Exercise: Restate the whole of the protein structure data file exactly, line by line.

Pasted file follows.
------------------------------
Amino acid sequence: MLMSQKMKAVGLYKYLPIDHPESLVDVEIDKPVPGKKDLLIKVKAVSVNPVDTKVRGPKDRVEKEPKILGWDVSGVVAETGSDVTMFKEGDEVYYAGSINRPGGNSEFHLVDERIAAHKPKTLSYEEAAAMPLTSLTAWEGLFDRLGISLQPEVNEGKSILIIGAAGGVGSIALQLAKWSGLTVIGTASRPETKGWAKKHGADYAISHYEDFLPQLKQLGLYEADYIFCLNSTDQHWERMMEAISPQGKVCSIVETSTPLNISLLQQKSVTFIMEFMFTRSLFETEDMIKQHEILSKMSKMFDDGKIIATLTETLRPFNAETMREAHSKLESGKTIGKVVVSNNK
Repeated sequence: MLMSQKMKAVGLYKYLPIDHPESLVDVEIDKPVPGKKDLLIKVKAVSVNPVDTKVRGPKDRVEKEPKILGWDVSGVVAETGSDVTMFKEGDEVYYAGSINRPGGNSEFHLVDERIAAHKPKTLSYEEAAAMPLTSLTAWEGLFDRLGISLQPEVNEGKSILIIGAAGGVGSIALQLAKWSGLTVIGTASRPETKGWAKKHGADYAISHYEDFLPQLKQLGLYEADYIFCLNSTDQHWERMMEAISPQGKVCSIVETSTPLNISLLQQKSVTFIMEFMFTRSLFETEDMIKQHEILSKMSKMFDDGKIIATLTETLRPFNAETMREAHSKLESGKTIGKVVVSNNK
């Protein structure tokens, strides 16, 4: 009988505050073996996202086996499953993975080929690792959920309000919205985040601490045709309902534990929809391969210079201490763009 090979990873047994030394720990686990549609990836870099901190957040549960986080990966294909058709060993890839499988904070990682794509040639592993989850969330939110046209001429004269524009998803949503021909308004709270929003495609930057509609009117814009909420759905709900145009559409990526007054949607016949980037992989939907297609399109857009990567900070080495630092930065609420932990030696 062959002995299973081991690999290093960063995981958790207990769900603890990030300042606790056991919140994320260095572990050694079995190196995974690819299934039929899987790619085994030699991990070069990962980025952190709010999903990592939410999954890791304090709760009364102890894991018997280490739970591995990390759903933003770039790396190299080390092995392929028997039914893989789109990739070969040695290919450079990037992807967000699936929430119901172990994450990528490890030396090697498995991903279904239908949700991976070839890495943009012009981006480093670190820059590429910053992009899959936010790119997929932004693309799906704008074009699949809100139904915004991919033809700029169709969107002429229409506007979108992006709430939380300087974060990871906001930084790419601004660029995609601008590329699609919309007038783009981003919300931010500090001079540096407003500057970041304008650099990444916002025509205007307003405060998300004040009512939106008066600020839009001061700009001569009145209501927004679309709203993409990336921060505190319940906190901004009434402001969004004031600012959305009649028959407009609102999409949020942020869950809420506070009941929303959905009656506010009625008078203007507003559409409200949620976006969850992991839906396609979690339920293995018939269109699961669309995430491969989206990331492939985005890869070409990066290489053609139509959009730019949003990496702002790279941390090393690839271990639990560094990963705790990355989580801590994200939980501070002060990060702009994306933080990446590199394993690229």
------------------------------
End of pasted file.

Amino acid sequence: MLMSQKMKAVGLYKYLPIDHPESLVDVEIDKPVPGKKDLLIKVKAVSVNPVDTKVRGPKDRVEKEPKILGWDVSGVVAETGSDVTMFKEGDEVYYAGSINRPGGNSEFHLVDERIAAHKPKTLSYEEAAAMPLTSLTAWEGLFDRLGISLQPEVNEGKSILIIGAAGGVGSIALQLAKWSGLTVIGTASRPETKGWAKKHGADYAISHYEDFLPQLKQLGLYEADYIFCLNSTDQHWERMMEAISPQGKVCSIVETSTPLNISLLQQKSVTFIMEFMFTRSLFETEDMIKQHEILSKMSKMFDDGKIIATLTETLRPFNAETMREAHSKLESGKTIGKVVVSNNK
Repeated sequence: MLMSQKMKAVGLYKYLPIDHPESLVDVEIDKPVPGKKDLLIKVKAVSVNPVDTKVRGPKDRVEKEPKILGWDVSGVVAETGSDVTMFKEGDEVYYAGSINRPGGNSEFHLVDERIAAHKPKTLSYEEAAAMPLTSLTAWEGLFDRLGISLQPEVNEGKSILIIGAAGGVGSIALQLAKWSGLTVIGTASRPETKGWAKKHGADYAISHYEDFLPQLKQLGLYEADYIFCLNSTDQHWERMMEAISPQGKVCSIVETSTPLNISLLQQKSVTFIMEFMFTRSLFETEDMIKQHEILSKMSKMFDDGKIIATLTETLRPFNAETMREAHSKLESGKTIGKVVVSNNK
């Protein structure tokens, strides 16, 4: 009988505050073996996202086996499953993975080929690792959920309000919205985040601490045709309902534990929809391969210079201490763009 090979990873047994030394720990686990549609990836870099901190957040549960986080990966294909058709060993890839499988904070990682794509040639592993989850969330939110046209001429004269524009998803949503021909308004709270929003495609930057509609009117814009909420759905709900145009559409990526007054949607016949980037992989939907297609399109857009990567900070080495630092930065609420932990030696 062959002995299973081991690999290093960063995981958790207990769900603890990030300042606790056991919140994320260095572990050694079995190196995974690819299934039929899987790619085994030699991990070069990962980025952190709010999903990592939410999954890791304090709760009364102890894991018997280490739970591995990390759903933003770039790396190299080390092995392929028997039914893989789109990739070969040695290919450079990037992807967000699936929430119901172990994450990528490890030396090697498995991903279904239908949700991976070839890495943009012009981006480093670190820059590429910053992009899959936010790119997929932004693309799906704008074009699949809100139904915004991919033809700029169709969107002429229409506007979108992006709430939380300087974060990871906001930084790419601004660029995609601008590329699609919309007038783009981003919300931010500090001079540096407003500057970041304008650099990444916002025509205007307003405060998300004040009512939106008066600020839009001061700009001569009145209501927004679309709203993409990336921060505190319940906190901004009434402001969004004031600012959305009649028959407009609102999409949020942020869950809420506070009941929303959905009656506010009625008078203007507003559409409200949620976006969850992991839906396609979690339920293995018939269109699961669309995430491969989206990331492939985005890869070409990066290489053609139509959009730019949003990496702002790279941390090393690839271990639990560094990963705790990355989580801590994200939980501070002060990060702009994306933080990446590199394993690229």